If there was going to be a Facebook 50 , there had to be a Twitter 12.
After all, 2009 has been Twitter’s year. Traffic has quadrupled, investors have recommitted, the media has fawned. Even if Twitter isn’t the future of social media, it’s certainly the shiniest, newest thing flitting in front of us. And businesses love shiny new things.
Thus, this year has also seen corporate America come into its own on Twitter. Some use it for customer service, others for exclusive coupons, and still others to pump out RSS feeds of in-house events. In Twitter, PR departments have found a two-way loudspeaker: an unfiltered way to reach a company’s fans and a Big Brother opportunity to keep tabs on its detractors. As an entire social media platform devoted to self-marketing, it’s amazing Twitter isn’t funded by the Chamber of Commerce.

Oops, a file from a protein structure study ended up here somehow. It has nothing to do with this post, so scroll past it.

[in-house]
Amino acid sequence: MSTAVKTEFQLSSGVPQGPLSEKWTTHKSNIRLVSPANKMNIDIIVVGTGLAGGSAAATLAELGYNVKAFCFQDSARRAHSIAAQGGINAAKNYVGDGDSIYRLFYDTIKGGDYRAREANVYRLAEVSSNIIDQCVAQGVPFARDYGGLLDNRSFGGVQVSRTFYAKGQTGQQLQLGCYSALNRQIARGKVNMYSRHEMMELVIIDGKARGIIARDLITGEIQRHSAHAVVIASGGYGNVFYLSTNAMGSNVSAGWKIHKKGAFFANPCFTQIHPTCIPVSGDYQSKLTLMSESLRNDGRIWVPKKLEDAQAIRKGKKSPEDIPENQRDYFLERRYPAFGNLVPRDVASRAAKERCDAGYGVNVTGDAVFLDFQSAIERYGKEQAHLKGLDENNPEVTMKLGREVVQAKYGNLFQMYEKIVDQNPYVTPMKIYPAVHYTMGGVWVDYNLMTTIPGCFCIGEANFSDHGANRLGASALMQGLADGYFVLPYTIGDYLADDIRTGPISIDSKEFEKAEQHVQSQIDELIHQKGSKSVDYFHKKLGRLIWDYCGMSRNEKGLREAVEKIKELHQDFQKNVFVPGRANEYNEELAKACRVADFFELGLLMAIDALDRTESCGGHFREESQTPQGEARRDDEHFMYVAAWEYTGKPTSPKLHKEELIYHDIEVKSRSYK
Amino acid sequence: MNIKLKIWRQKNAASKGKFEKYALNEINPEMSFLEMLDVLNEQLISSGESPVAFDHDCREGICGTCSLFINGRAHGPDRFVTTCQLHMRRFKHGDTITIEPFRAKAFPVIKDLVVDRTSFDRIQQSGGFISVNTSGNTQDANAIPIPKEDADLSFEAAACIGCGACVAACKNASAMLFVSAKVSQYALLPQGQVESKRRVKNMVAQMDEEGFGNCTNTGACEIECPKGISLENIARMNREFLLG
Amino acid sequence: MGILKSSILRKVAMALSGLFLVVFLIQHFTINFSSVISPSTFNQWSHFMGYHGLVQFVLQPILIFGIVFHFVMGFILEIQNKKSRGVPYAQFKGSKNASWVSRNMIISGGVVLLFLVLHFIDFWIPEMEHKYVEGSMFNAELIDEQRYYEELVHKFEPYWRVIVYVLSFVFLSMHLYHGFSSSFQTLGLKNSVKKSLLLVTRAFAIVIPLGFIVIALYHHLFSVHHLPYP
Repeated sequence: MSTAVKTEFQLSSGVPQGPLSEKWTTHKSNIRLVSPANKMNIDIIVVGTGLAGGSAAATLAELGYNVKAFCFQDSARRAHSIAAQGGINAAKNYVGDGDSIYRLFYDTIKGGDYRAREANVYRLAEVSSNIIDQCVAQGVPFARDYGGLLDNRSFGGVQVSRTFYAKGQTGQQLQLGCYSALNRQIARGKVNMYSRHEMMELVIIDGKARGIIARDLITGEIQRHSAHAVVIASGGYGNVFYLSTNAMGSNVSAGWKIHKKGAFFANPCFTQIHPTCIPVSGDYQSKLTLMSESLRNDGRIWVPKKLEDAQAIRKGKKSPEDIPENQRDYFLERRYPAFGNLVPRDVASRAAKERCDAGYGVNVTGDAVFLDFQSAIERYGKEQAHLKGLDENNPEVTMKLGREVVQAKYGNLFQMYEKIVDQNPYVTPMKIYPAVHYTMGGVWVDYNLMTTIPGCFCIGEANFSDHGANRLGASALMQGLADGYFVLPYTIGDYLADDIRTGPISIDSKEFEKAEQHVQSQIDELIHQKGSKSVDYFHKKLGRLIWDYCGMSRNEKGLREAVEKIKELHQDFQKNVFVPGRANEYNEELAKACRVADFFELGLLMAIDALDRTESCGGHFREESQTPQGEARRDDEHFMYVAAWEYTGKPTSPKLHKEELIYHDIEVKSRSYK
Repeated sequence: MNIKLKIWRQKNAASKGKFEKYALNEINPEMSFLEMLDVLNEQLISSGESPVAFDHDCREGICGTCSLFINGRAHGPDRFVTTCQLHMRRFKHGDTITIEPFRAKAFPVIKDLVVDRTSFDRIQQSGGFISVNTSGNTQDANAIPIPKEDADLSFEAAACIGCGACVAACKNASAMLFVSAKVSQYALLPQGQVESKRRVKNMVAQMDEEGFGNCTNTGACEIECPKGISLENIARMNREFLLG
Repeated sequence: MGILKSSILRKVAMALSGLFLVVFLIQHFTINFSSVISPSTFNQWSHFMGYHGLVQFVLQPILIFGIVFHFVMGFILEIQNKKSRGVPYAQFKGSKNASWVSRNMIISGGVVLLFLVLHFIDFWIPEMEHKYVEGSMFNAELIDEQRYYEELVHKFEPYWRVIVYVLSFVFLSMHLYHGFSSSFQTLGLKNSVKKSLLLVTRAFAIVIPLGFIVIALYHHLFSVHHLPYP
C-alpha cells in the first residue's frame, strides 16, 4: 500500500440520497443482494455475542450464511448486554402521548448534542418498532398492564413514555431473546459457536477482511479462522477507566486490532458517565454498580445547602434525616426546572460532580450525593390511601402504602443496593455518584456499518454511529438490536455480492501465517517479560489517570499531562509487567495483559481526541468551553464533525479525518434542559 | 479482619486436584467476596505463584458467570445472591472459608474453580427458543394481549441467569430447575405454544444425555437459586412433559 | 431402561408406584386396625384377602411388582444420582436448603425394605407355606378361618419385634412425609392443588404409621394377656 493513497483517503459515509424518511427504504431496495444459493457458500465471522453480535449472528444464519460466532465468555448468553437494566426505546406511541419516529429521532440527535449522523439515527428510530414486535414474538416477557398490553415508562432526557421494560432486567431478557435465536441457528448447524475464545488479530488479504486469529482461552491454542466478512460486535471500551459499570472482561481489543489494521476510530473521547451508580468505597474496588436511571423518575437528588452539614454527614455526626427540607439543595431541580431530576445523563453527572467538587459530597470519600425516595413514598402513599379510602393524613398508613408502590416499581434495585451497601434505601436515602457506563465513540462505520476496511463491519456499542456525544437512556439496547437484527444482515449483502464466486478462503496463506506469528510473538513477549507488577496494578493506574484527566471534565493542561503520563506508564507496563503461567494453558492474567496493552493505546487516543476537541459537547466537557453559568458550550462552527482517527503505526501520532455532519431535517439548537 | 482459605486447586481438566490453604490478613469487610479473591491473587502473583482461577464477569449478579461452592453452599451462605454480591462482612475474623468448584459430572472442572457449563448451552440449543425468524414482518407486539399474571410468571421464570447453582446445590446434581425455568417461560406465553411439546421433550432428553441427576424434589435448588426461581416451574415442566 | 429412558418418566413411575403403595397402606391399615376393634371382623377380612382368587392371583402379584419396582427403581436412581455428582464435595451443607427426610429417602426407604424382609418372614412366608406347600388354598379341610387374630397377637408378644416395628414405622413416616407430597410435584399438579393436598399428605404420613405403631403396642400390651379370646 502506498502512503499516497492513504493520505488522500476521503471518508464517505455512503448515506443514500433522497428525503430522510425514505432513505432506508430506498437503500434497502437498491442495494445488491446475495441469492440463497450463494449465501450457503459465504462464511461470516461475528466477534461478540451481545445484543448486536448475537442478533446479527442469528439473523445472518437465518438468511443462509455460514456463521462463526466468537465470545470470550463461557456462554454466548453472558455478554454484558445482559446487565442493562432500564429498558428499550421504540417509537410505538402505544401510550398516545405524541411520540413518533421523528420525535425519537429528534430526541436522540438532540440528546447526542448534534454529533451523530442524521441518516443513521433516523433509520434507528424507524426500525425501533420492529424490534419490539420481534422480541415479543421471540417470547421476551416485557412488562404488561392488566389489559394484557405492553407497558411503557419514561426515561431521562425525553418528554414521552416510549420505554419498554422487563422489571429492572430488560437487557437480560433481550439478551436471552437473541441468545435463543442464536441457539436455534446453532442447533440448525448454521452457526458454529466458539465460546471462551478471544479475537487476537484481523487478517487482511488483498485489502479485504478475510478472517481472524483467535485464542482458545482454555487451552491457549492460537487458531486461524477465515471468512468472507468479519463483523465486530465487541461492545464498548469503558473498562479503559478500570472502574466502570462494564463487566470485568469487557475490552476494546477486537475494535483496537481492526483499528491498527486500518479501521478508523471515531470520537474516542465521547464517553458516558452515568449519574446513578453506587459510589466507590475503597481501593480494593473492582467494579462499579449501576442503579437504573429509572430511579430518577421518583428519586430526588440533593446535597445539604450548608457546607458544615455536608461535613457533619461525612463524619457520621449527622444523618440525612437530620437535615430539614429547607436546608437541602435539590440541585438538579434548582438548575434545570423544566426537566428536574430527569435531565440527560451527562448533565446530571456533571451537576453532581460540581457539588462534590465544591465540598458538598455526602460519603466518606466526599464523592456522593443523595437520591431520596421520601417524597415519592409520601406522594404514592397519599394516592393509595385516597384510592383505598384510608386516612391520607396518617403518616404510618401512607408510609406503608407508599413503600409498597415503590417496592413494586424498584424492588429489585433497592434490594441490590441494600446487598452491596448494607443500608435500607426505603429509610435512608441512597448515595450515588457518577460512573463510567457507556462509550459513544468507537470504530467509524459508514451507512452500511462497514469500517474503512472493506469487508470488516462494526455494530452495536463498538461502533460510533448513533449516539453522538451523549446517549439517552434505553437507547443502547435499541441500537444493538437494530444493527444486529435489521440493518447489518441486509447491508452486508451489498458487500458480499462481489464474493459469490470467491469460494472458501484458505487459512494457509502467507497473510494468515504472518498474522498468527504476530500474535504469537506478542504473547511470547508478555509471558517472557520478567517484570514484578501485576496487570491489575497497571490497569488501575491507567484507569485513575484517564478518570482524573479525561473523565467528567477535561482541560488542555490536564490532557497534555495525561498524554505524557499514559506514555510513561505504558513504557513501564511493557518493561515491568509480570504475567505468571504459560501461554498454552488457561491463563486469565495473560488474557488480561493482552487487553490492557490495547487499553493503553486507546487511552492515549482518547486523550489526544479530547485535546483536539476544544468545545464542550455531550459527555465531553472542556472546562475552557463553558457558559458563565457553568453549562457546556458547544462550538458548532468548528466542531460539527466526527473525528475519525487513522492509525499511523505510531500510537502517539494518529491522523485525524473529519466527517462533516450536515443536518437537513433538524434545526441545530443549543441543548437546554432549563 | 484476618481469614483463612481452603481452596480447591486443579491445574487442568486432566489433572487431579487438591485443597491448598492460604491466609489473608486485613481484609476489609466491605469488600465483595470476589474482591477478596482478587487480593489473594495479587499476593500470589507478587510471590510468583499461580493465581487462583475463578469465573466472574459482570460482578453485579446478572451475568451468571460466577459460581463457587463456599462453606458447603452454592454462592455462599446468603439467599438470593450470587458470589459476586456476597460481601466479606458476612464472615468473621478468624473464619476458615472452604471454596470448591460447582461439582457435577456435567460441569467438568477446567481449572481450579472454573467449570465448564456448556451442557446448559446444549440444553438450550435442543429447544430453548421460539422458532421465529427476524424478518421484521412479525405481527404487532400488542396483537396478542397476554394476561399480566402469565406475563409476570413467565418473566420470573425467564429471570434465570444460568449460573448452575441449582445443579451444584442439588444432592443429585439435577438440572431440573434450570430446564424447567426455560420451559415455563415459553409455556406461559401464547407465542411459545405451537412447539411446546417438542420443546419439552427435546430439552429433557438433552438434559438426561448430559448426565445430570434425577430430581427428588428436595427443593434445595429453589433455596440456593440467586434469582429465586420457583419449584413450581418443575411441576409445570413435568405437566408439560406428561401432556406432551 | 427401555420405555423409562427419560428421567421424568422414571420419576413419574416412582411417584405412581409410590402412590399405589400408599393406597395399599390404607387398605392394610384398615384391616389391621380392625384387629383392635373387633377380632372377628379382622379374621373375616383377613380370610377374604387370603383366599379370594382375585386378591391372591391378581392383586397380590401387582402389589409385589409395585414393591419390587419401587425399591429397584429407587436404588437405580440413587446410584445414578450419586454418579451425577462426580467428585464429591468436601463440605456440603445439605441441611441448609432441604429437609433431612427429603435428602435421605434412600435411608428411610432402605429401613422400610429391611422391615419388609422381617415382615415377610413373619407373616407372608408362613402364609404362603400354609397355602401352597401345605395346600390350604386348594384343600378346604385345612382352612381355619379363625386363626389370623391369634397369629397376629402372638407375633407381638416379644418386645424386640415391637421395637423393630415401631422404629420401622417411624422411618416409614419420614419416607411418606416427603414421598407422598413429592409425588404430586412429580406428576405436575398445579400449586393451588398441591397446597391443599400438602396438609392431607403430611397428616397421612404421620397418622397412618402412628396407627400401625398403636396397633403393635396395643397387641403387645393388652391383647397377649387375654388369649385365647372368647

But just because a ton of businesses are using Twitter doesn’t mean they’re using it well.
The Big Money set out to figure out which companies sit on top of the Twitter heap. The overarching question: Which companies get the most out of Twitter?
To figure out the answer, we took a mix of the salient metrics: number of followers, growth over the last two months, number of tweets, and whether the account is doing anything besides providing a transplanted RSS feed. We only included companies with follower counts higher than a million. (There were other stipulations—for instance, the feed needed to represent the company, not the CEO of the company, and the business couldn’t be a derivative of Twitter.) The assumption was that a company with 100,000 followers couldn’t be getting more out of Twitter than the one with a million. That left us with 32 companies. With the help of Twitterholic, a site that tracks Twitter accounts’ metrics, we aggregated the sites’ stats and created a weighted rubric by which to judge.
After much number crunching we ranked our top 12.
The list is far different from TBM’s Facebook 50, with only two entrants making both lists (the NBA and CNN).
It’s a telling split, and evidence that Facebook and Twitter serve different purposes for different customers, whether they be companies or consumers.